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San Diego Humane Society

Hummingbird: Coexisting with Wildlife

What to do if you find:

If you find an injured or orphaned hummingbird on the ground, lift it along with the material it is sitting on, and place it on crumpled tissue in a small box with holes in the lid. Always use tissue or paper towels, NOT cloth. The bird’s feet may become entangled in the cloth. Provide the bird with a low heat source, but be careful not to overheat the bird. If it starts open-mouth breathing or its neck is outstretched, it is too hot.

Food & Water

Hummingbirds can become very ill if they are not fed every four hours during the day. Hummingbirds have very high metabolisms and should be transferred to a rehabber as soon as possible so that they can be started on a properly balanced diet. Hummingbirds cannot survive purely on sugar water or commercial nectar.


  • Try to keep the baby in the nest if possible.
  • If not, line a plastic margarine cup with tissue and keep the baby warm (this is essential) by placing it under a gooseneck lamp about 5 inches away from the bulb.
  • Do not overheat the bird. If it starts open-mouth breathing or its neck is outstretched, it is too hot.
  • Overheating can kill the bird.
  • Keep the baby warmed to an outside temperature between 85-90 degrees.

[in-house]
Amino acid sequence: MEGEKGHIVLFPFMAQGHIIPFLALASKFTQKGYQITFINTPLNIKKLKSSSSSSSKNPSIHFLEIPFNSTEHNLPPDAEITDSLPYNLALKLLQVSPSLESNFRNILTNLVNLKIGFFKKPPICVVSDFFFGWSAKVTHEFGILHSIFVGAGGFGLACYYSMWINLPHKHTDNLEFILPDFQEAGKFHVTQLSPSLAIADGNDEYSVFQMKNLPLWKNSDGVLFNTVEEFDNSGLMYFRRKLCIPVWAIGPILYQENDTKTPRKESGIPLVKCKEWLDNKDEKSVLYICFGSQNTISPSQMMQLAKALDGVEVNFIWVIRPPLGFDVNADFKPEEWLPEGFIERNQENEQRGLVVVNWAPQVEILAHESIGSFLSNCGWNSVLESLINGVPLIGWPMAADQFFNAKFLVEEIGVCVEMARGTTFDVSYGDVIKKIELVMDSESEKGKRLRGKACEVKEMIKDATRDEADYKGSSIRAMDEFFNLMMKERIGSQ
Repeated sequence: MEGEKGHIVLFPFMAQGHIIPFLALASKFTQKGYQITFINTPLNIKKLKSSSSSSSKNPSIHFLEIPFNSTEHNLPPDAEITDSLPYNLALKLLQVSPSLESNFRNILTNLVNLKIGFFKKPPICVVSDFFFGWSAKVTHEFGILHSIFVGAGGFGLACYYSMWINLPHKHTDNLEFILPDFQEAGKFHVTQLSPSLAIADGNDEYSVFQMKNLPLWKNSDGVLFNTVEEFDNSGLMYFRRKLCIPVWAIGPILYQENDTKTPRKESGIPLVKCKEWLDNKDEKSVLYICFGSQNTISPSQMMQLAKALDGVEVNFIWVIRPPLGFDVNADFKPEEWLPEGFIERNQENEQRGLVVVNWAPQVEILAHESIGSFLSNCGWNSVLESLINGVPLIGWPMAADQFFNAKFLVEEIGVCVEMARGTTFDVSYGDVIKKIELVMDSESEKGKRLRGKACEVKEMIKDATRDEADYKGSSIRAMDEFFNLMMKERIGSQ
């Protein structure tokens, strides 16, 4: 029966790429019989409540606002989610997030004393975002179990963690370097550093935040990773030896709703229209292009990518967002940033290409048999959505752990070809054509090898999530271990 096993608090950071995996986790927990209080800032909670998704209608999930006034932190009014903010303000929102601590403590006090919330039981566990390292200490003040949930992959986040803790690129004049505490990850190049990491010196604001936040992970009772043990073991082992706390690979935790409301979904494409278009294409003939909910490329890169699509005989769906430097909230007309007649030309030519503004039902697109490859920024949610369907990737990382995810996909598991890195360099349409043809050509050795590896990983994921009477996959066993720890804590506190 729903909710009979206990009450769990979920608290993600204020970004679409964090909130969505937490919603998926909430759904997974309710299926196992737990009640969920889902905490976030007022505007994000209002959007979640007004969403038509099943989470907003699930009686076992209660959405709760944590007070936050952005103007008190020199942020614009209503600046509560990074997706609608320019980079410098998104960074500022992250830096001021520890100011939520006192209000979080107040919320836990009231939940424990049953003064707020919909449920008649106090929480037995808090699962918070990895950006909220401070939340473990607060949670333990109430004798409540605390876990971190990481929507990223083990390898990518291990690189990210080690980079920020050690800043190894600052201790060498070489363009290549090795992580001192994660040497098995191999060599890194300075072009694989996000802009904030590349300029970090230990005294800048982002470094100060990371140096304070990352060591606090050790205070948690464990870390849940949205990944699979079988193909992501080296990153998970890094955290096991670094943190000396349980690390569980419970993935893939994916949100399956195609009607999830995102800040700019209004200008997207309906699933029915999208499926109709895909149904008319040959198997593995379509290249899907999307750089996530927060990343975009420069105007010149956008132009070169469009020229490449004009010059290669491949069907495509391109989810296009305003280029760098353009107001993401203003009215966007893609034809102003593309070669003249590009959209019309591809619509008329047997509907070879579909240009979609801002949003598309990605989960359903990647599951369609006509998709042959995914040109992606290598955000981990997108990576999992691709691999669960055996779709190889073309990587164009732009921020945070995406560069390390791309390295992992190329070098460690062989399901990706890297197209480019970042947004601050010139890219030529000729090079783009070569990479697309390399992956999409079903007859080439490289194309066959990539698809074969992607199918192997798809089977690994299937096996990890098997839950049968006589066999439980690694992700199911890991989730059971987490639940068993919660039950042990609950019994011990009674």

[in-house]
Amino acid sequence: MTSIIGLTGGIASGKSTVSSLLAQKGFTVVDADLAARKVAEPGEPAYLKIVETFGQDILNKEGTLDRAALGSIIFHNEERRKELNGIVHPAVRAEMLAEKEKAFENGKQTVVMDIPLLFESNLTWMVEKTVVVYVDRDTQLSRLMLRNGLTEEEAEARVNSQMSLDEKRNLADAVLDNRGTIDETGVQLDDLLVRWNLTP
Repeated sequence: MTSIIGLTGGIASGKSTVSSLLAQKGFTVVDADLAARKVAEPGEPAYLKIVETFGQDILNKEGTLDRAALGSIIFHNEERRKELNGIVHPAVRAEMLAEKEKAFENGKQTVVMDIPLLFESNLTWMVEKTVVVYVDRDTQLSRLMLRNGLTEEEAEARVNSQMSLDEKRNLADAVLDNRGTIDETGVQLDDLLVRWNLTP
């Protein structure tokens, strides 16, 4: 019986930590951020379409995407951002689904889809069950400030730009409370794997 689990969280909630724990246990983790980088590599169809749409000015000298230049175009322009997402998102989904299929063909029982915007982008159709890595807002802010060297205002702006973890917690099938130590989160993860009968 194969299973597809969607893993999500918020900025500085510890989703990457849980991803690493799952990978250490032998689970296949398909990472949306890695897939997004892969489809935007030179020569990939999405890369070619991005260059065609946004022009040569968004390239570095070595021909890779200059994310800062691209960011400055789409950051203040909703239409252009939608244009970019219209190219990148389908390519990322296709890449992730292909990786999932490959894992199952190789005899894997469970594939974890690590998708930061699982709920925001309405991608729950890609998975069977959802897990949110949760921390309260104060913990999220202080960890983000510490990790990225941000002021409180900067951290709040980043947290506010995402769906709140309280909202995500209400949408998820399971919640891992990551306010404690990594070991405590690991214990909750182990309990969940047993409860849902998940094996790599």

About Hummingbirds:

  • Only found in the Americas; most are tropical or sub-tropical.
  • As long as there are many nectar-producing flowers in the area, hummingbirds can feed and nest there. This includes areas 5,000 meters above sea level.
  • Ninety percent of diet comes from nectar while the other 10% is from insects such as flies and wasps.
  • Predators include snakes, falcons, and owls. Nest predators include jays and some bats.
  • Able to live up to 10 years.
  • Males breed with multiple females and then leave the task of nest building and caring for offspring to them.
  • Breeding occurs when conditions permit, and can happen up to two times in one year.
  • Females lay two eggs during breeding season.
  • Smaller hummingbirds can flap their wings up to 70-80 times per second.
  • Heartbeats range from 500-600 beats per minute when the hummingbird is resting and can skyrocket past 1,000 beats per minute when in motion.
  • At night, they go into torpor, a state of suspended animation, to conserve energy.
  • Unlike most other vertebrates, hummingbirds can see ultraviolet light, which may help them find flowers with ultraviolet patterns.

Setting up a hummingbird feeder:

  • Do not place hummingbird feeders near a window. Although beautiful to watch, hummingbirds may fly to the feeder reflected in the window and injure themselves on the glass.
  • Never use honey to make hummingbird food; always make the food with clean water and pure white sugar; 4 parts water to one part sugar. Change the feeder every few days to avoid bacterial growth.
  • Keep your pet cat indoors if you have hummingbirds in your yard. Due to their tiny size, hummingbirds are easy prey to an agile cat.


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